You’ll want to spend some time in High Hell

In a sea of AAA games that take you hours upon hours to finish and see everything they have tucked away in in just about every nook and corner, High Hell is a fast paced indie shooter that can take you literally minutes to beat.

Developed by Terri Vellmann and Doseone, High Hell takes a visual and gameplay cue from the duo’s previous work, Heavy Bullets, by doing away with super detailed visuals in favor of lightning quick gameplay and a generous dose of difficulty. As far as first-person shooters go, High Hell will probably be one of the quickest you’ll ever play through once the way it plays “clicks” with you.

It doesn’t take long at all for that to happen, either. As soon as you grab your gun during the intro stage and start progressing, the at first glance trial and error nature quickly evolves as you develop a sense of placement and movement throughout levels. That might seem overly cryptic and perhaps a little pretentious if you just look at High Hell for what it shows in its screenshots, but there’s a certain level of depth to be found, much like in a game like Hotline Miami, where pinpointing your path is paramount.

Planning out your approach once you figure out what to expect in a mission works out well, but so does going in by the seat of your pants too. The latter way of playing the game is sure to raise your pressure a bit since it’s so easy to die, but frankly, considering that each stage only takes a couple of minutes to run through, hitting the R button and popping back in for another go isn’t as sour as, say, replaying an entire section of Dark Souls.

Still, dying certainly works as a learning tool in a game like High Hell. Even though it doesn’t look like it’s to be taken seriously, thanks to its simple and sometimes downright crude visuals — Terri the developer claimed are intentionally so, during an event held in Sao Paulo lounge by Devolver —  having knowledge of enemy placement certainly comes into play if you want to cut your play time even shorter, since they don’t change from run to run.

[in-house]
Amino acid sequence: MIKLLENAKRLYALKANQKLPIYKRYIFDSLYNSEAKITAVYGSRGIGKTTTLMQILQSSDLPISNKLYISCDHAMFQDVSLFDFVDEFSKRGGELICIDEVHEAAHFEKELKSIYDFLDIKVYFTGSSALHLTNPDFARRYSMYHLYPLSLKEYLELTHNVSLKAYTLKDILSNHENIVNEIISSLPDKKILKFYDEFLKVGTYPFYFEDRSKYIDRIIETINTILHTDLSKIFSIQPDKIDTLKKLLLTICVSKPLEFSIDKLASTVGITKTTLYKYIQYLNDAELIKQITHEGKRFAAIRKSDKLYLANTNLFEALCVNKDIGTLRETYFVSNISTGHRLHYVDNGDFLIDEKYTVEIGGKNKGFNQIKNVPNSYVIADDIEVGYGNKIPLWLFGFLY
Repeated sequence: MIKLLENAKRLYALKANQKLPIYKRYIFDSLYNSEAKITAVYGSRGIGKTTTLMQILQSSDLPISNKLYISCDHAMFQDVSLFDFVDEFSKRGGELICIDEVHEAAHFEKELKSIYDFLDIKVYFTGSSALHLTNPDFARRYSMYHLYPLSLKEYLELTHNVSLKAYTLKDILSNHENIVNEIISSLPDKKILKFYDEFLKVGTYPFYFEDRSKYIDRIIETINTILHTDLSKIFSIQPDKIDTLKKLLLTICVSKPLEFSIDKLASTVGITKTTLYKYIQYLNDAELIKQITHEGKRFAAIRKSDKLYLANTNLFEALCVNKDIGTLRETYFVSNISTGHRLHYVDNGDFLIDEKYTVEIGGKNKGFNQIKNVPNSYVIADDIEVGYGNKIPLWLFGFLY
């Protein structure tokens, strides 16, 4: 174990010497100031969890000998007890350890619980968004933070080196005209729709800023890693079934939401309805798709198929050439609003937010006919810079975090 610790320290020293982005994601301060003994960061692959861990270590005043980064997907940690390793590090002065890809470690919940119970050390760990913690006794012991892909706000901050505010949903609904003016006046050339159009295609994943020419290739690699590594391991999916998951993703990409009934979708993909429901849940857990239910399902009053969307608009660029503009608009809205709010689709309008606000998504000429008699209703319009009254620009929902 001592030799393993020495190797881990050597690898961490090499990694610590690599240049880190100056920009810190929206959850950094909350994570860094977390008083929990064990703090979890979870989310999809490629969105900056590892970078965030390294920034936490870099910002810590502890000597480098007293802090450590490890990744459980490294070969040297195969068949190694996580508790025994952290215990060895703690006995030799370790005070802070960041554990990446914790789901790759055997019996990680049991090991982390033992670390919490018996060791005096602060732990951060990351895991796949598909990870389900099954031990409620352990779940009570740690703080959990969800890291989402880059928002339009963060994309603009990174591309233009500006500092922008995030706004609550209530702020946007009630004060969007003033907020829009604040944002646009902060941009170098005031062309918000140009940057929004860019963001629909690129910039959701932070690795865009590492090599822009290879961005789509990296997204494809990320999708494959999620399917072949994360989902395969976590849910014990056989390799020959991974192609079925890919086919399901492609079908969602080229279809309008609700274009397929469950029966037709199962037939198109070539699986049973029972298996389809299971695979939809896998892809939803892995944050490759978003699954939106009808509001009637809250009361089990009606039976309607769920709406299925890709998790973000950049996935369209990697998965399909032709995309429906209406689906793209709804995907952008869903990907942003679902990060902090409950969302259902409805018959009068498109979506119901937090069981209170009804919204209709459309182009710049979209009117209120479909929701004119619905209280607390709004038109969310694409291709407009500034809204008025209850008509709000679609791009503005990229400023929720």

It’s also easy to fall into patterns of play, thanks to general enemy behavior that basically has grunts chase you down upon detection, giving you the opportunity to ambush them for most of the game. Still, that doesn’t quite work for all fights, especially the ones that take place in open spaces that spawn vertically, with enemies taking pot shots at you from afar — you can counter that by sniping them down yourself if you’re able to tell apart pixel-big characters from the background art. I stuck to this approach for the second half of the game, and that was enough to get me through all the way to the final mission.


That said, there’s something to say about the boss fights. You’re thrown into one every five levels, and they’re really tough at first. Every single one of them has a trick to being beaten, including the ambush strategy I mentioned before, and don’t take a whole of time to kill once you find out what you have to do. They’re challenging and incredibly satisfying, and along with High Hell’s ridiculous loading screens, are probably the best parts of the game.

High Hell is a great pickup if you’re looking for a quick game to jump into and enjoy. It’s not likely that you’re going to take very long to be done with it, but you can be sure it’ll be time well spent.

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